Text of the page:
Prerequisites: which forum decides?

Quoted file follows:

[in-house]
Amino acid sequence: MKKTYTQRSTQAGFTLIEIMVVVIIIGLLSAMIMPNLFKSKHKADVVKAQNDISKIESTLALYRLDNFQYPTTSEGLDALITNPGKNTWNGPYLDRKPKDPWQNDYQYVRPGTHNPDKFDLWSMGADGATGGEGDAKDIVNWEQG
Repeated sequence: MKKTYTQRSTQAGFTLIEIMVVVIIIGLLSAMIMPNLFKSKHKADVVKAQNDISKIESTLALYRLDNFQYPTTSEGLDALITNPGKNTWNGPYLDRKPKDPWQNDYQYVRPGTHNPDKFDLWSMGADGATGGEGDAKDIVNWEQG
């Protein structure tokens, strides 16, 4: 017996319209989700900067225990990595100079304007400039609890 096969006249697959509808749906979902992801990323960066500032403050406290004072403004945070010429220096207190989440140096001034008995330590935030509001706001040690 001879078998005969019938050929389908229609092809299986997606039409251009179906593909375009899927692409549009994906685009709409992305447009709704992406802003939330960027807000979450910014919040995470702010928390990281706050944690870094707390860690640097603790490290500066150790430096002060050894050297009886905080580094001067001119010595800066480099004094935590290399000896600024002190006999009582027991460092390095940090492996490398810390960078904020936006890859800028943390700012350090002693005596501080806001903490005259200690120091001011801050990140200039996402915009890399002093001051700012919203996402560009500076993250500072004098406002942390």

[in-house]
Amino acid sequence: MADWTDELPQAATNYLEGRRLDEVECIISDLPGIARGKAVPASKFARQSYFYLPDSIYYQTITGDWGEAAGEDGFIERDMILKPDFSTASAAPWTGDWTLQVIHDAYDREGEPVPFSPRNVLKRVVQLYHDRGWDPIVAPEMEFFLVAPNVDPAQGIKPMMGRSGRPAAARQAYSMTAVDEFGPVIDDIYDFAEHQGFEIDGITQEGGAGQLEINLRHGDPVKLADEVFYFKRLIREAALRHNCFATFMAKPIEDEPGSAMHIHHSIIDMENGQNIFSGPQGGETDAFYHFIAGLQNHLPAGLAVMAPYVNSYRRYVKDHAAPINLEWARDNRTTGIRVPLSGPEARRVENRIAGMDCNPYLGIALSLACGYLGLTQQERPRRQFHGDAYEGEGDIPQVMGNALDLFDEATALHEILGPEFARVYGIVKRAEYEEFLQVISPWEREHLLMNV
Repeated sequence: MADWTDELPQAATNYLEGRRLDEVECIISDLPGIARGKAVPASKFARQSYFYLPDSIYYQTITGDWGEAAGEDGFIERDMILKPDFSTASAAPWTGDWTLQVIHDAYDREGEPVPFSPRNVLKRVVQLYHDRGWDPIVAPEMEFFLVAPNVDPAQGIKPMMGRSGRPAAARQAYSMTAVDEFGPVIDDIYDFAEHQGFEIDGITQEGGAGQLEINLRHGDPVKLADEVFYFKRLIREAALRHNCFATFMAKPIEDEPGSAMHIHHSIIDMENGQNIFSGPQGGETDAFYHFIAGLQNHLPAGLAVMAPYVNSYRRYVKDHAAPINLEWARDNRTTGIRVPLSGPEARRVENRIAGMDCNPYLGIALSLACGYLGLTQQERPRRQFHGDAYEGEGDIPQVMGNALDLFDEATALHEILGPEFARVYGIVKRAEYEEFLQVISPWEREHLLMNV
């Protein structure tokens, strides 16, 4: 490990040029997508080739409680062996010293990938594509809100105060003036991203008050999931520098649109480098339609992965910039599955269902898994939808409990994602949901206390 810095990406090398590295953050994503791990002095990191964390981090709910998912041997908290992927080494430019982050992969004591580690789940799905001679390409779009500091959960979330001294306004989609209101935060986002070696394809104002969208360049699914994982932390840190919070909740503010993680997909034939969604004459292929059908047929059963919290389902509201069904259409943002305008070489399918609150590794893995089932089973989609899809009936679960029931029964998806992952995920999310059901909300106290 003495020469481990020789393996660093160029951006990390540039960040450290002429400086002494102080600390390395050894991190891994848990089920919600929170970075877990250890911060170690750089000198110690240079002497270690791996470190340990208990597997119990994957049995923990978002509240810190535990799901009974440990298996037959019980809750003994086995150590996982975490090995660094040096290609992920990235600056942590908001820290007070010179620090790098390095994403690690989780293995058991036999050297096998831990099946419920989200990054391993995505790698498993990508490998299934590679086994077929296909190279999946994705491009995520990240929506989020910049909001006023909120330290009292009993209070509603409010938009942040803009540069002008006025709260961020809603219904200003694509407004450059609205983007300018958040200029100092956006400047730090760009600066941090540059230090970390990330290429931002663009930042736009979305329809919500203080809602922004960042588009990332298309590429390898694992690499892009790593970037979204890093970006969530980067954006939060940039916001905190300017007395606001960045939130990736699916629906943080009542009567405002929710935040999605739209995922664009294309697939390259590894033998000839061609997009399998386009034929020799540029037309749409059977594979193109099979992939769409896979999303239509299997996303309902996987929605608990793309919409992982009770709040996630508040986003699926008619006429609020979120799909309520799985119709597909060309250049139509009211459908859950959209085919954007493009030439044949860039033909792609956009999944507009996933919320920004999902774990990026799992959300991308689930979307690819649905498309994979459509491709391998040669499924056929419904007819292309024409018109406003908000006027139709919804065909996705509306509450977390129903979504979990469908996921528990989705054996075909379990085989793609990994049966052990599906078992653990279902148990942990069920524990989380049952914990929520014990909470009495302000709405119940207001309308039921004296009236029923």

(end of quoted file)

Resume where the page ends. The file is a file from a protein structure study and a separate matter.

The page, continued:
If a party challenges the existence and validity of a dispute resolution clause, which courts or tribunals have jurisdiction to decide the preliminary issue and jurisdiction of either themselves or others? The challenge to the preliminary issue of a dispute resolution clause may arise in two circumstances. First, the claimant may argue that the main contract has never been concluded or the main contract is invalid. Since a dispute resolution clause is part of the contract, this argument also questions the existence and validity of the dispute resolution clause. The doctrine of separability usually applies to deal with this situation, under which the dispute resolution agreement is deemed independent from the main contract and the nonexistence or invalidity of the main contract cannot necessarily invalidate the dispute resolution agreement. Second, a claimant may directly challenge the existence or validity of a dispute resolution agreement. The question is whether the chosen forum is competent to rule on its own jurisdiction when the dispute resolution agreement that confers power to this forum is under challenge. The doctrine of kompetenz-kompetenz applies to grant the chosen forum the competence to examine its own jurisdiction. The doctrines of separability and kompetenz-kompetenz work together to promote the effectiveness of dispute resolution agreements and party autonomy.1 This chapter examines the theory and the practice of the doctrine of separability and kompetenz-kompetenz in cross-border dispute resolution.